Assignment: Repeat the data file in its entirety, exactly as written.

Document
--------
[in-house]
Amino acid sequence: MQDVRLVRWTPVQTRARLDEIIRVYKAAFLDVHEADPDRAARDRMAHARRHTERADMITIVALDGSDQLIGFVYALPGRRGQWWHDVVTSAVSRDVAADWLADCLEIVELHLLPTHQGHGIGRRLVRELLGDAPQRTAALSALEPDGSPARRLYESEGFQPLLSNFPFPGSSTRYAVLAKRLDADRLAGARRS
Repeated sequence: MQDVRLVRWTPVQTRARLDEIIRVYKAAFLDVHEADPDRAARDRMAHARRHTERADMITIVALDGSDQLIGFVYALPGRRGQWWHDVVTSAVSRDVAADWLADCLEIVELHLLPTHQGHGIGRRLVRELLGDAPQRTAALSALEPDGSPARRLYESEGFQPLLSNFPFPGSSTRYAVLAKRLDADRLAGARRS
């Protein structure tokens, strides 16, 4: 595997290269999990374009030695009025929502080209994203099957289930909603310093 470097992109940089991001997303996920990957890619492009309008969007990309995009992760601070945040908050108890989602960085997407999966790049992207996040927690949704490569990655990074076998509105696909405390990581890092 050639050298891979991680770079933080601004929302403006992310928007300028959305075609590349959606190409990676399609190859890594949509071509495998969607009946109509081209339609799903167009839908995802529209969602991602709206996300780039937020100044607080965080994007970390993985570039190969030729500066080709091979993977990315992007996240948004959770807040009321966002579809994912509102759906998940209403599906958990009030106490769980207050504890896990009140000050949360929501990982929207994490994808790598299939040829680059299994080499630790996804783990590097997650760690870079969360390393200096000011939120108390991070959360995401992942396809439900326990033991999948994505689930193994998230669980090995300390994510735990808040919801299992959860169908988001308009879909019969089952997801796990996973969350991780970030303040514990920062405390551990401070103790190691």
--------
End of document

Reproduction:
[in-house]
Amino acid sequence: MQDVRLVRWTPVQTRARLDEIIRVYKAAFLDVHEADPDRAARDRMAHARRHTERADMITIVALDGSDQLIGFVYALPGRRGQWWHDVVTSAVSRDVAADWLADCLEIVELHLLPTHQGHGIGRRLVRELLGDAPQRTAALSALEPDGSPARRLYESEGFQPLLSNFPFPGSSTRYAVLAKRLDADRLAGARRS
Repeated sequence: MQDVRLVRWTPVQTRARLDEIIRVYKAAFLDVHEADPDRAARDRMAHARRHTERADMITIVALDGSDQLIGFVYALPGRRGQWWHDVVTSAVSRDVAADWLADCLEIVELHLLPTHQGHGIGRRLVRELLGDAPQRTAALSALEPDGSPARRLYESEGFQPLLSNFPFPGSSTRYAVLAKRLDADRLAGARRS
């Protein structure tokens, strides 16, 4: 595997290269999990374009030695009025929502080209994203099957289930909603310093 470097992109940089991001997303996920990957890619492009309008969007990309995009992760601070945040908050108890989602960085997407999966790049992207996040927690949704490569990655990074076998509105696909405390990581890092 050639050298891979991680770079933080601004929302403006992310928007300028959305075609590349959606190409990676399609190859890594949509071509495998969607009946109509081209339609799903167009839908995802529209969602991602709206996300780039937020100044607080965080994007970390993985570039190969030729500066080709091979993977990315992007996240948004959770807040009321966002579809994912509102759906998940209403599906958990009030106490769980207050504890896990009140000050949360929501990982929207994490994808790598299939040829680059299994080499630790996804783990590097997650760690870079969360390393200096000011939120108390991070959360995401992942396809439900326990033991999948994505689930193994998230669980090995300390994510735990808040919801299992959860169908988001308009879909019969089952997801796990996973969350991780970030303040514990920062405390551990401070103790190691």